Lynda Spire is an assistant dean in the Kansas State University Division of Continuing Education. Her responsibilities include the supervision of the credit coordination staff that facilitates the development and delivery of the online courses offered to distance students. A significant part of her responsibilities include development of services offered by the division to the K-State distance students and faculty. She has headed several project teams to create or improve services to the faculty and students. One of the team projects include the creation of the ELATE Wiki that was created in 2009 and has been used by teachers across the nation as they share teaching tips, ideas, and methods. A current team project includes the development of the K-State E Learning Faculty Modules. In addition, Lynda works with a team to produce the Leading Edge, an electronic newsletter designed to open the traditional campus to distance students, the Virtual Graduation, the Student Service Satisfaction Survey and the DCE honors and Awards program. She is involved in many campus activities including the President’s Commission for Multicultural Affairs, the Committee for Academic Policies and Procedures, the Higher Learning Commission Assessment team, and the K-State Policies and Procedures Manual Committee.
Instructional designer, technologist, educator, and life-long learning addict, Ben Ward has developed and designed full-scale training programs, distance courses, face-to-face courses, instructional games and every kind of educational experience in between. Employed as an Instructional Designer for Kansas State University, Ben has collaborated with wide range faculty in the creation of online and face-to-face courses. Recent presentations include pre-conference workshops on video and free tools for the Axio Community Conference; “Quality Distance Delivery” for the Big 12 Engineering Consortium; “Free Tools That Rule,” “Show ME, Don’t Tell ME!” and “Building Educational Games & Simulations” for the Instructional Design & Technology Roundtable series. Currently, Ben Ward has taken his lifelong passion and love of games and gaming and applied it to 15 years of instructional game-design experience to offer a series of four-hour workshops on instructional game design for wide variety of audiences.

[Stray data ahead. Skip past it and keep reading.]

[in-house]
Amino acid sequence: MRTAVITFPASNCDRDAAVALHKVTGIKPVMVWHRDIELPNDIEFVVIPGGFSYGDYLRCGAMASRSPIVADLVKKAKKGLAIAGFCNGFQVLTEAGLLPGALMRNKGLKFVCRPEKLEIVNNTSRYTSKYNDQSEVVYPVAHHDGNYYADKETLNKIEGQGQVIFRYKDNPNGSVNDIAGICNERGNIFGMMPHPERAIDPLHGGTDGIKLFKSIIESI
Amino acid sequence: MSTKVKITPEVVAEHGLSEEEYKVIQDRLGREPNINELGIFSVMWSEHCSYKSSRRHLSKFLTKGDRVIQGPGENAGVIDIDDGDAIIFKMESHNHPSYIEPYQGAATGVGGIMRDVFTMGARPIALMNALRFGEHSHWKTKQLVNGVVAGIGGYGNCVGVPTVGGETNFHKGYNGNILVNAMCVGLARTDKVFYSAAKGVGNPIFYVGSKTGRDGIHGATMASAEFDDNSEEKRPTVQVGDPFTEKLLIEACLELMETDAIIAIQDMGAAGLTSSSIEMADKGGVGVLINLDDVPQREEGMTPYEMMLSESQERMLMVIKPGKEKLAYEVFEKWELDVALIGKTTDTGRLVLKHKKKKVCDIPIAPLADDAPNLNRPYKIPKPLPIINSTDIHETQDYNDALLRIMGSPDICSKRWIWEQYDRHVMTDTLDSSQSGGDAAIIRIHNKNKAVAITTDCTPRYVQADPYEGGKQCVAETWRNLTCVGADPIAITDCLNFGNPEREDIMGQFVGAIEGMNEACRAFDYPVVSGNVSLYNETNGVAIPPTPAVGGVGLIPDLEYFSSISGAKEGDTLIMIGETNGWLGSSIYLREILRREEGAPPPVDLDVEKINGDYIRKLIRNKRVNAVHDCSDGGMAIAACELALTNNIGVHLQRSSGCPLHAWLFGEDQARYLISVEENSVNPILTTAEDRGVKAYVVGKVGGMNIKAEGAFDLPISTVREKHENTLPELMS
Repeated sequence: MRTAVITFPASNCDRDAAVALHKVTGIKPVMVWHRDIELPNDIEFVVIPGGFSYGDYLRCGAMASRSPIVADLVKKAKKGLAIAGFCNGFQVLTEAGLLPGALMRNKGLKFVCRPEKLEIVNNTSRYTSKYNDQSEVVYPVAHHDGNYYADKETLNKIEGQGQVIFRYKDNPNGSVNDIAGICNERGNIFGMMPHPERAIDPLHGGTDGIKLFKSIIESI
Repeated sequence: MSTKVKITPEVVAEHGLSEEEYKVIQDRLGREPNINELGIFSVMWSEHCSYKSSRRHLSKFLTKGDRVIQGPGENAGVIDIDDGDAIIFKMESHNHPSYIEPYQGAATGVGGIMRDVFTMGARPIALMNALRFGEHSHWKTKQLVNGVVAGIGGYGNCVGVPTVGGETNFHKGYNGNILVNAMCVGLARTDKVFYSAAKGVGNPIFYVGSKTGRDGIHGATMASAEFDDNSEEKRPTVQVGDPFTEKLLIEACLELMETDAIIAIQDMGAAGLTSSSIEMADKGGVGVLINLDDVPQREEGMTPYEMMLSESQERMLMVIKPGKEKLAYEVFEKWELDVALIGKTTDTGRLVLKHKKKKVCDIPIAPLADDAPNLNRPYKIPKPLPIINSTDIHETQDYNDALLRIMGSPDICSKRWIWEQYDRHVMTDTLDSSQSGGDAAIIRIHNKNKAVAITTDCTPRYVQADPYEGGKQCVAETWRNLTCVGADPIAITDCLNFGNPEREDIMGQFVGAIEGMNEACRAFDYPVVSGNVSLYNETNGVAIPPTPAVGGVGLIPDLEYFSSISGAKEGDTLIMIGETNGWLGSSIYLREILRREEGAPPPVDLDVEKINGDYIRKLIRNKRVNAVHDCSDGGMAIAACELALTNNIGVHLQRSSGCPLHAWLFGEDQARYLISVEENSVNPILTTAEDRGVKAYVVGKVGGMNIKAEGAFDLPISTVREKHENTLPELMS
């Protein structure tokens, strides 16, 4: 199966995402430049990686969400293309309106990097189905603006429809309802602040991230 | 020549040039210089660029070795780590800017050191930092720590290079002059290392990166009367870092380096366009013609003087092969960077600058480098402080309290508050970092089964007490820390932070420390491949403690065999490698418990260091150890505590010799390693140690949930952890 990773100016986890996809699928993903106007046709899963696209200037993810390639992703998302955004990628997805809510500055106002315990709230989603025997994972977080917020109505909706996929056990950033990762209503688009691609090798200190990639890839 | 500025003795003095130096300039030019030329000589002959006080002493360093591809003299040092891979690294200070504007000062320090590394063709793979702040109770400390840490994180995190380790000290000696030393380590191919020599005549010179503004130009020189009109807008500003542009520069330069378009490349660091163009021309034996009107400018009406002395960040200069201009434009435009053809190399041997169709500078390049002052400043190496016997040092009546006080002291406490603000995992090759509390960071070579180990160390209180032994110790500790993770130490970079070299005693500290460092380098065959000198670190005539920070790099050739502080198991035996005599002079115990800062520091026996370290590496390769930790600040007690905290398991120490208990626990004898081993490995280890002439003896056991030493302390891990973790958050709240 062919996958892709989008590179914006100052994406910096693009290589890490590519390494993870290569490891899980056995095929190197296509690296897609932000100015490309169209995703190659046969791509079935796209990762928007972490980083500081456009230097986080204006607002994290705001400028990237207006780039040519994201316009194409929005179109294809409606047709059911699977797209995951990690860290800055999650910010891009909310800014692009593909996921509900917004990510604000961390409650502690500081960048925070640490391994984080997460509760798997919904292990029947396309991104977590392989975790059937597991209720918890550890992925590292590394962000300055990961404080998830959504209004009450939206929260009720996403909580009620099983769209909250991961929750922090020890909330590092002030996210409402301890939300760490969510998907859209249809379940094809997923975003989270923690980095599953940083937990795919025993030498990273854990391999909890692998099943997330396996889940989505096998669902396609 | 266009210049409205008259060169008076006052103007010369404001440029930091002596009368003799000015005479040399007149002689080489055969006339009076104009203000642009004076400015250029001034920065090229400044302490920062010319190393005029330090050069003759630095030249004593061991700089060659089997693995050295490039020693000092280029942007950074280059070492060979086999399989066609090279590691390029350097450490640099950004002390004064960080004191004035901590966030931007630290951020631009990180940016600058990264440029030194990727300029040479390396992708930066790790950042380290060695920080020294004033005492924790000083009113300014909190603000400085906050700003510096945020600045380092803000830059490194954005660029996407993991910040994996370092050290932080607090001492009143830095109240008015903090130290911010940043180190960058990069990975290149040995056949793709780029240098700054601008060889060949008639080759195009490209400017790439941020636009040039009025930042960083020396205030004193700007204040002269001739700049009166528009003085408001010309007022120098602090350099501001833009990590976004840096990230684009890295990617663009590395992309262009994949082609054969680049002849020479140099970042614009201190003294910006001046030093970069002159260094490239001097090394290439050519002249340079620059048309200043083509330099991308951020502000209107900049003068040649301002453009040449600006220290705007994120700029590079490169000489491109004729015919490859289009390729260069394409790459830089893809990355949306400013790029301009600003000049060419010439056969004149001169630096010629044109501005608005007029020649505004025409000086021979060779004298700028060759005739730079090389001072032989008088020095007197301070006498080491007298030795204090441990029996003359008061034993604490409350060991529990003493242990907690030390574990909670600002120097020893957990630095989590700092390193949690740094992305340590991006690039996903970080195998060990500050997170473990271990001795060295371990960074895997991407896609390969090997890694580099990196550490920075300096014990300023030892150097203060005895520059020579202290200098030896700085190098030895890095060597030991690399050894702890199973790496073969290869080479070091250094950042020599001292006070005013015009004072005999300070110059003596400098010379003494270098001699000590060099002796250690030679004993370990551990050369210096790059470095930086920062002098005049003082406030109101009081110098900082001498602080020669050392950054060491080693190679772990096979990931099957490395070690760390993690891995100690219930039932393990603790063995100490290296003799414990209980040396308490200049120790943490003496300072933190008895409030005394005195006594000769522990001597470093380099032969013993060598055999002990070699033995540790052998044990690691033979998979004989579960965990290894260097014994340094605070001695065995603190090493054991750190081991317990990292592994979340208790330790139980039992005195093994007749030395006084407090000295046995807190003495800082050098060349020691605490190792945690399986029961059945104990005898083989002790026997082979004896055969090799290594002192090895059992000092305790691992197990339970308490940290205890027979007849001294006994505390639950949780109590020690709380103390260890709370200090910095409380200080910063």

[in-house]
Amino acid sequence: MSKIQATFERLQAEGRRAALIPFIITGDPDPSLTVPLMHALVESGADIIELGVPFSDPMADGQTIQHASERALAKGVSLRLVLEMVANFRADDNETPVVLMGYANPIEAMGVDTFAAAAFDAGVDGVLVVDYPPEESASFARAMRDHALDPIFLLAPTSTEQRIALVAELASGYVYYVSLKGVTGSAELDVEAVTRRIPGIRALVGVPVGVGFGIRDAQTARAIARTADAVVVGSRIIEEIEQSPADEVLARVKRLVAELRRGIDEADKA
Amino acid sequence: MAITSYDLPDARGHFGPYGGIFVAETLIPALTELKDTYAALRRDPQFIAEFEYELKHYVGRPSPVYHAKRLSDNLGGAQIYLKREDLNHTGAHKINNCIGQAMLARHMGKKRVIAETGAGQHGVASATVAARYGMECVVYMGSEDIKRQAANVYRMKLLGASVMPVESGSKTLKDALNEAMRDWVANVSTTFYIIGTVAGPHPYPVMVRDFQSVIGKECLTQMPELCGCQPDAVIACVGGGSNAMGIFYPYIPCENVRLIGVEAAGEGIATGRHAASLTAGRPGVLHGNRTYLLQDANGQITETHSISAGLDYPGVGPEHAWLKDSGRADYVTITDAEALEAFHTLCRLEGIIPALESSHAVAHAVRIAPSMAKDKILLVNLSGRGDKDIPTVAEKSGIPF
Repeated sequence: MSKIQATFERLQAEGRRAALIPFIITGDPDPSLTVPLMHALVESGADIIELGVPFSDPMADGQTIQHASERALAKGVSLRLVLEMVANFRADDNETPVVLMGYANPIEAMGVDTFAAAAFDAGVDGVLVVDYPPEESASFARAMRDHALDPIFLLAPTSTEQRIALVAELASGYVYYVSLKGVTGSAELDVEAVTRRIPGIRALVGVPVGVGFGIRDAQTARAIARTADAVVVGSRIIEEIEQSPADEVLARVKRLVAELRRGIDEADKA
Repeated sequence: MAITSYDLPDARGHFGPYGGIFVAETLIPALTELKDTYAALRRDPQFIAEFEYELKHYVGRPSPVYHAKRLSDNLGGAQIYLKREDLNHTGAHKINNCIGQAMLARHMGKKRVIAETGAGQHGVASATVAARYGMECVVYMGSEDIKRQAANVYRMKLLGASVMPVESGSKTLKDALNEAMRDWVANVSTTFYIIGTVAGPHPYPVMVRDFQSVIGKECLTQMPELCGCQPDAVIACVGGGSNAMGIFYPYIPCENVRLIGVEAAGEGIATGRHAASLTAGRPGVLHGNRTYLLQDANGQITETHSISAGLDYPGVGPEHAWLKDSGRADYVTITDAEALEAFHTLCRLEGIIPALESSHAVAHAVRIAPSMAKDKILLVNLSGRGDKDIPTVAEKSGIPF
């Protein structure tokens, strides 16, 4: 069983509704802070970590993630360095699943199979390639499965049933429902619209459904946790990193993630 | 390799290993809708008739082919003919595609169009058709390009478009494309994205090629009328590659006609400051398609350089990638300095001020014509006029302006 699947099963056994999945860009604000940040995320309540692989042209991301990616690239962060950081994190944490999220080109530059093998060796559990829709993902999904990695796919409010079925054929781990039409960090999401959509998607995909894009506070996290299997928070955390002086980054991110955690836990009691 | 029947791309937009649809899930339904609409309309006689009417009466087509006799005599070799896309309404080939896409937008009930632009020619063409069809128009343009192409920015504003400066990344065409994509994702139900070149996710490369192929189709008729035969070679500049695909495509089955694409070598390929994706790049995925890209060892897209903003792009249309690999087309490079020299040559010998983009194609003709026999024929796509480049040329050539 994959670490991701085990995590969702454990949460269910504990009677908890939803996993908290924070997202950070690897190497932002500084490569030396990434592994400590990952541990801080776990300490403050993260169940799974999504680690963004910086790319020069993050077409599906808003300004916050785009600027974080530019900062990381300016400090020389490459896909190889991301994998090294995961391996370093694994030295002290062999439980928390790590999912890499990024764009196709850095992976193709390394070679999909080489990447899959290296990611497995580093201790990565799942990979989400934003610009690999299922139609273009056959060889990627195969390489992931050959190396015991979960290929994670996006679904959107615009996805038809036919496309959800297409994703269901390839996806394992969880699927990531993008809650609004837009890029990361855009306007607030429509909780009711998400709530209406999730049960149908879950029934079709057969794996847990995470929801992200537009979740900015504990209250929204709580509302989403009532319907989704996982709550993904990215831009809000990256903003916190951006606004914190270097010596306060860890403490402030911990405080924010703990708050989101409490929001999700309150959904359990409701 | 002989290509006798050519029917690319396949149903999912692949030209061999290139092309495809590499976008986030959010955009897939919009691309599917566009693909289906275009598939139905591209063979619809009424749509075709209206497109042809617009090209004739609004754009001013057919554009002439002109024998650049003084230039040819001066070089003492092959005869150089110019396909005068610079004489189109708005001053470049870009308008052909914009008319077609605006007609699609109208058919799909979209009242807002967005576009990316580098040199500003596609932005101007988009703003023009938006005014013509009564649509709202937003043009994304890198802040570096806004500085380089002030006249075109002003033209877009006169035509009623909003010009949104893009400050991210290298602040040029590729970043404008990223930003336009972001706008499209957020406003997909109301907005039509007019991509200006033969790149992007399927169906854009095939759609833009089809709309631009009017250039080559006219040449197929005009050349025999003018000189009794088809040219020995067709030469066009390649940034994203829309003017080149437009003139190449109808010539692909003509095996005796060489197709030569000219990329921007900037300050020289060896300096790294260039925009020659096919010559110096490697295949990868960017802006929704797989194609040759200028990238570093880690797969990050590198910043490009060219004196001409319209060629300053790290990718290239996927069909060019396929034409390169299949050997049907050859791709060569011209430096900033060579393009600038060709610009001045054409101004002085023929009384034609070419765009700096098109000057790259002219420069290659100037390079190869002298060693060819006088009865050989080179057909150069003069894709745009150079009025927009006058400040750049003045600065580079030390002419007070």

L. Susan Williams, Associate Professor of Sociology, specializes in violence, gender, and inequality issues and is considered highly qualified in both quantitative and qualitative research methodologies. Dr. Williams' study of adolescent girls in Connecticut broke ground in terms of empirically documenting the effect of local community characteristics on life decisions of individual girls. More recently, Dr. Williams' research has focused on youth and gendered violence, resulting in a comprehensive study of incarcerated girls and boys, including articles on "Bad Girls in Rural Places" and "Rural Outlaws." She published a book this year (with Michelle Bemiller) on "Women at Work: Tupperware, Passion Parties, and Beyond" -- a unique study of a global party plan economy.
Dr. Williams teaches courses on criminology, gender, and diversity and has been awarded several teaching awards, including K-State's Distance Educator of the Year in 2010. She offers several online courses that have gathered considerable attention, including Social Construction of Serial Murder, Women and Crime, and Crime, Media & Culture. Dr. Williams works with a multi-institutional team to develop an online Ph.D. program in criminology and justice studies.
Dr. Williams holds several national positions of service, including chair of the Book Award Committee for Midwest Sociological Society. She serves the University at several levels, including the Graduate Council and the Institutional Review Board.
Registering for the conference includes access to all sessions, a hot lunch on Wednesday, snacks between sessions, and printed conference proceedings. Fill out the form and we’ll see you there!
Thank you for your interest in attending, but registration is now closed. Be sure to check back for videos of the presentations.